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came, down town together.   Called at the Reveille
Office, saw Mathews. [words crossed out]
[words crossed out]     To Traveler, where we found Hol-
brook and Hawkins at the entrance.  (Latter still Editor,
inasmuch as he getteth no money, and if I take office, must
have at least $6 per week, or won t do it.  Soon as Holbrook
hath it to pay, he ll do it.   /     Barth left.   Waiting awhile
in the Office, the printers rather mutinous about payment, poor
Holbrook fearfully hard up, in truth.   No money to pay
them, none to take home to wife, and none to pay me.
Walked up Broadway together, parting at Franklin.     In
the Evening, having had admission circular sent to the Office
by Barnum, went to Stoppain Hall, there to witness a
panorama of the Great Exposition & Crystal Palace. Mr
Cunningham accompanying me.     It was worth seeing, albeit
the oration was very self-soapey in the way of nationality.  After
to the Irving, imbibing, and looking on at billiard playing.
where Hands found us.   Talk &, parting at corner of
Leonard with him, then to our place, and beds.
  30. Sunday.   Saw Surtees at table,  and the mother of 
 Raymond,  Mrs Brush.     Both odious animals.  Surtees
has a hateful voice, indicative of polished vulgarity and ruffianism,
unspeakably suggestive;   I don t like to hear it, or look at
him.    And the woman says she s glad her son s dead;   he
was a bad fellow &c     She has come on to get more money
Title:Thomas Butler Gunn Diaries, Volume Three: page thirty-three
Description:Mentions attending a panorama of the Great Exposition and Crystal Palace.
Subject:Barth, William; Brush, Mrs.; Cunningham; Gunn, Thomas Butler; Hands; Hawkins; Holbrook; Holbrook, Mrs.; London's World's Fair (1851); Mathews, Cornelius; Publishers and publishing; Raymond; Surtees; Traveler
Coverage (City/State):[New York, New York]
Coverage (Street):Broadway; Franklin Street; Leonard Street
Scan Date:2011-02-07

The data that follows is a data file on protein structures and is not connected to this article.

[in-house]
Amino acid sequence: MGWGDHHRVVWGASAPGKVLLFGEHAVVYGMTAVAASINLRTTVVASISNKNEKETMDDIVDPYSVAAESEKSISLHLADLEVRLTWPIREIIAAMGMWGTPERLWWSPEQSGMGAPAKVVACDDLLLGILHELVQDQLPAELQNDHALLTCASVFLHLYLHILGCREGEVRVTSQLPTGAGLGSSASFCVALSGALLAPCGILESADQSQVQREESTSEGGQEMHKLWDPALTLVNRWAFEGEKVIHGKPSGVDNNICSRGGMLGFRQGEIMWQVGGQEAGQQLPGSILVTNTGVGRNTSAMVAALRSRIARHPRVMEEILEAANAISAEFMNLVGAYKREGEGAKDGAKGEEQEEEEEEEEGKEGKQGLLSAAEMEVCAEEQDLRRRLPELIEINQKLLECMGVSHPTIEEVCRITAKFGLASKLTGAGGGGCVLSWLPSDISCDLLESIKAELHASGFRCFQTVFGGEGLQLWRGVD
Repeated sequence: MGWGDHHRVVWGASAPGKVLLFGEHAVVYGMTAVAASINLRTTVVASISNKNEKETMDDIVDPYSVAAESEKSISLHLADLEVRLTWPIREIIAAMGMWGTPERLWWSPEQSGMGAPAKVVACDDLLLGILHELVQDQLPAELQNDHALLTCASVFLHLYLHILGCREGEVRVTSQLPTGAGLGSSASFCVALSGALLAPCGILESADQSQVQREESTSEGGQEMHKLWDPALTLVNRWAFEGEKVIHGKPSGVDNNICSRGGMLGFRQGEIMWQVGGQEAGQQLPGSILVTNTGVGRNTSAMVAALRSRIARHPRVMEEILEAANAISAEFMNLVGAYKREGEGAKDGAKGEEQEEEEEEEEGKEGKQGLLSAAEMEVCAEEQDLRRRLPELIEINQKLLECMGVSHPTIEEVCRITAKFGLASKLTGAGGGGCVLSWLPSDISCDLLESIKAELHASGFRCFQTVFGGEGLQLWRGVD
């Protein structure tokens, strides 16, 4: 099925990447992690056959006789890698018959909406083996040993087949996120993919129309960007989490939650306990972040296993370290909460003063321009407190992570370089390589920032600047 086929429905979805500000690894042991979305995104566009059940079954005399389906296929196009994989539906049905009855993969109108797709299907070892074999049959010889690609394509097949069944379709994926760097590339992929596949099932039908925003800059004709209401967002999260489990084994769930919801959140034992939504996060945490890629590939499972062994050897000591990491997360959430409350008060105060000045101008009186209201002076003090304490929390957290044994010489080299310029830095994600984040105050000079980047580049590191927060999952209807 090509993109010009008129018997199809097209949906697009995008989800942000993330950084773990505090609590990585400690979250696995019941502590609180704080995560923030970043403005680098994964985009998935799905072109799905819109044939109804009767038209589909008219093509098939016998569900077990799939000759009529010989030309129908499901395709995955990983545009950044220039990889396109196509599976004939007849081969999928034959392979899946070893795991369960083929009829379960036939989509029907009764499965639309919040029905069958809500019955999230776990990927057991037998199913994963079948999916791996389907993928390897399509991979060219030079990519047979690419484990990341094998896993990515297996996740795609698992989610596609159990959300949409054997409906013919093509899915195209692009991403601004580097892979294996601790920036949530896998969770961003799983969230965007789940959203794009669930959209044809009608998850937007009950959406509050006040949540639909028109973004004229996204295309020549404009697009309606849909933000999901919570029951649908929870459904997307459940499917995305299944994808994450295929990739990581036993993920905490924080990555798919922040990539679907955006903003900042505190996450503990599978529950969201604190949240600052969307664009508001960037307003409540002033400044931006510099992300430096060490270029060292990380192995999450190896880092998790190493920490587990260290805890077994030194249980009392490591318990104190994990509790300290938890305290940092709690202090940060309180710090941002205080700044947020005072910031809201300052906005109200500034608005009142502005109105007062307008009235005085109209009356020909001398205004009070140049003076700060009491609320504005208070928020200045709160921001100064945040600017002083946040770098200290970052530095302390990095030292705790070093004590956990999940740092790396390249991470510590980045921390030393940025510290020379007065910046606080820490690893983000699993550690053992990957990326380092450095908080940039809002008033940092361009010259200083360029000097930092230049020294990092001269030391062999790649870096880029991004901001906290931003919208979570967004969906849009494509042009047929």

Title:Thomas Butler Gunn Diaries, Volume Three
Description:Includes descriptions of looking for drawing and writing work among New York publishers, visits to Mrs. Kidder and her daughter Lotty, boarding house living, theater acquaintances, and Lajos Kossuth's visit to New York.
Subject:Actors; Boardinghouses; Gunn, Thomas Butler; Publishers and publishing; Women
Coverage (City/State):New York, New York
Note:Thomas Butler Gunn was born February 15, 1826, in Banbury, England, and came to New York in 1849. During the Civil War he worked as a correspondent for the New York Tribune and the New York Evening Post. He returned to England in 1863, and died in Birmingham in April 1903. The collection includes twenty-one volumes of his diaries, including newspaper clippings, letters, photographs, sketches, and various other items inserted by Gunn. Diary entries date from July 7, 1849, to April 7, 1863, and include his experiences with the New York publishing and literary world, his descriptions of boarding houses, his travels throughout the United States, and his experiences traveling with the Federal army as a Civil War correspondent.
Publisher:Missouri History Museum
Rights:Copyright 2011 Missouri History Museum.
Source:Page images, transcriptions, and metadata of the Thomas Butler Gunn diaries have been provided by the Missouri History Museum.